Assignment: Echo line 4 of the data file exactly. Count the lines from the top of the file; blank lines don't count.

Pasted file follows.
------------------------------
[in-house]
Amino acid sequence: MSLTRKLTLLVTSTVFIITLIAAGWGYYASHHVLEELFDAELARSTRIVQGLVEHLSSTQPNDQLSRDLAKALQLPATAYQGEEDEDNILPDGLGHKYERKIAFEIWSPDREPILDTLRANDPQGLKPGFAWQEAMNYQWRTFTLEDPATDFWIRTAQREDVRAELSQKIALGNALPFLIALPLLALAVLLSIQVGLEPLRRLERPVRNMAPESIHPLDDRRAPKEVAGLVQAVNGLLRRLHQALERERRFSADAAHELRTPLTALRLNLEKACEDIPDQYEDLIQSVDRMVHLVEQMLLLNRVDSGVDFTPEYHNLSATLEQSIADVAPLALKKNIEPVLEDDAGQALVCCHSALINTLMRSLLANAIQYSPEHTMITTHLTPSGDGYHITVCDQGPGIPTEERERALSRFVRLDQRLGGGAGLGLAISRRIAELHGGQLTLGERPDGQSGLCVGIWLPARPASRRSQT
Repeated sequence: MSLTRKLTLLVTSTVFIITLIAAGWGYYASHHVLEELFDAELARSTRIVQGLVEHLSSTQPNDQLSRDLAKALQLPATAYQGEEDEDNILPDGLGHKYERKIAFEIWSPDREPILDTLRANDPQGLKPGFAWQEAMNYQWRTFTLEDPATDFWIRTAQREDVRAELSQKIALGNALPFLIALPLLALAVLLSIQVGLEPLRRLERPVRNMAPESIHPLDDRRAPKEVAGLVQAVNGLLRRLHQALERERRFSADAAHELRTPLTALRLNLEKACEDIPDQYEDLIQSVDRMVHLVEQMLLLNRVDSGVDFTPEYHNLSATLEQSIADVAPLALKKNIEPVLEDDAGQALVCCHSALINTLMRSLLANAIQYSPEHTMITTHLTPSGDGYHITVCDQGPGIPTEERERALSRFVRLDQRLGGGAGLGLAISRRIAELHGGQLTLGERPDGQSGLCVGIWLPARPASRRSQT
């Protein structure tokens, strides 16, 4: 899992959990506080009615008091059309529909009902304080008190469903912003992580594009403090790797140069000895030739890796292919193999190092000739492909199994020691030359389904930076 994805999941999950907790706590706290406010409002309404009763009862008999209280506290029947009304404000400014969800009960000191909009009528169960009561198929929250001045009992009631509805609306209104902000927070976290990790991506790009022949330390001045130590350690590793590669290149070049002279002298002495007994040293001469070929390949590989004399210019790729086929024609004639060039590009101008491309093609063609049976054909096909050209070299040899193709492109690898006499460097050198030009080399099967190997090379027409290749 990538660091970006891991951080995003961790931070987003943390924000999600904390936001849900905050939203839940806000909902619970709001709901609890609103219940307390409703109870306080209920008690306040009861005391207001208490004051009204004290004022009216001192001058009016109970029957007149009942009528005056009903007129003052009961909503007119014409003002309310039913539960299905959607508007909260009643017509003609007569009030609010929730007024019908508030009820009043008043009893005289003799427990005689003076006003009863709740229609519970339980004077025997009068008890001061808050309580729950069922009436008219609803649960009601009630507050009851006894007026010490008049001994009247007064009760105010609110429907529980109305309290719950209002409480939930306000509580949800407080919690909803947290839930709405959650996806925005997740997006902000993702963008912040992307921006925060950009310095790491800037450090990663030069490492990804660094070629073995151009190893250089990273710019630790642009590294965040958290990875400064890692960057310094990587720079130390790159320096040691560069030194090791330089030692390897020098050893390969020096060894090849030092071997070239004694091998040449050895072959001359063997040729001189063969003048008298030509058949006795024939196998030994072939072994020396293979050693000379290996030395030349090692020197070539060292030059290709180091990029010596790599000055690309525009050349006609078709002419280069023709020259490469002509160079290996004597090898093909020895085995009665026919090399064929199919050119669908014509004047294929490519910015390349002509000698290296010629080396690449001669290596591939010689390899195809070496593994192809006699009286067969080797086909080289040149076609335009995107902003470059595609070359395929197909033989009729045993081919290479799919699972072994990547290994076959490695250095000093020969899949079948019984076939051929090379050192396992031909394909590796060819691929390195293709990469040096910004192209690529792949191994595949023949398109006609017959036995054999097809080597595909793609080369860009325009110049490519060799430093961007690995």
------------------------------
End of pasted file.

């Protein structure tokens, strides 16, 4: 899992959990506080009615008091059309529909009902304080008190469903912003992580594009403090790797140069000895030739890796292919193999190092000739492909199994020691030359389904930076 994805999941999950907790706590706290406010409002309404009763009862008999209280506290029947009304404000400014969800009960000191909009009528169960009561198929929250001045009992009631509805609306209104902000927070976290990790991506790009022949330390001045130590350690590793590669290149070049002279002298002495007994040293001469070929390949590989004399210019790729086929024609004639060039590009101008491309093609063609049976054909096909050209070299040899193709492109690898006499460097050198030009080399099967190997090379027409290749 990538660091970006891991951080995003961790931070987003943390924000999600904390936001849900905050939203839940806000909902619970709001709901609890609103219940307390409703109870306080209920008690306040009861005391207001208490004051009204004290004022009216001192001058009016109970029957007149009942009528005056009903007129003052009961909503007119014409003002309310039913539960299905959607508007909260009643017509003609007569009030609010929730007024019908508030009820009043008043009893005289003799427990005689003076006003009863709740229609519970339980004077025997009068008890001061808050309580729950069922009436008219609803649960009601009630507050009851006894007026010490008049001994009247007064009760105010609110429907529980109305309290719950209002409480939930306000509580949800407080919690909803947290839930709405959650996806925005997740997006902000993702963008912040992307921006925060950009310095790491800037450090990663030069490492990804660094070629073995151009190893250089990273710019630790642009590294965040958290990875400064890692960057310094990587720079130390790159320096040691560069030194090791330089030692390897020098050893390969020096060894090849030092071997070239004694091998040449050895072959001359063997040729001189063969003048008298030509058949006795024939196998030994072939072994020396293979050693000379290996030395030349090692020197070539060292030059290709180091990029010596790599000055690309525009050349006609078709002419280069023709020259490469002509160079290996004597090898093909020895085995009665026919090399064929199919050119669908014509004047294929490519910015390349002509000698290296010629080396690449001669290596591939010689390899195809070496593994192809006699009286067969080797086909080289040149076609335009995107902003470059595609070359395929197909033989009729045993081919290479799919699972072994990547290994076959490695250095000093020969899949079948019984076939051929090379050192396992031909394909590796060819691929390195293709990469040096910004192209690529792949191994595949023949398109006609017959036995054999097809080597595909793609080369860009325009110049490519060799430093961007690995």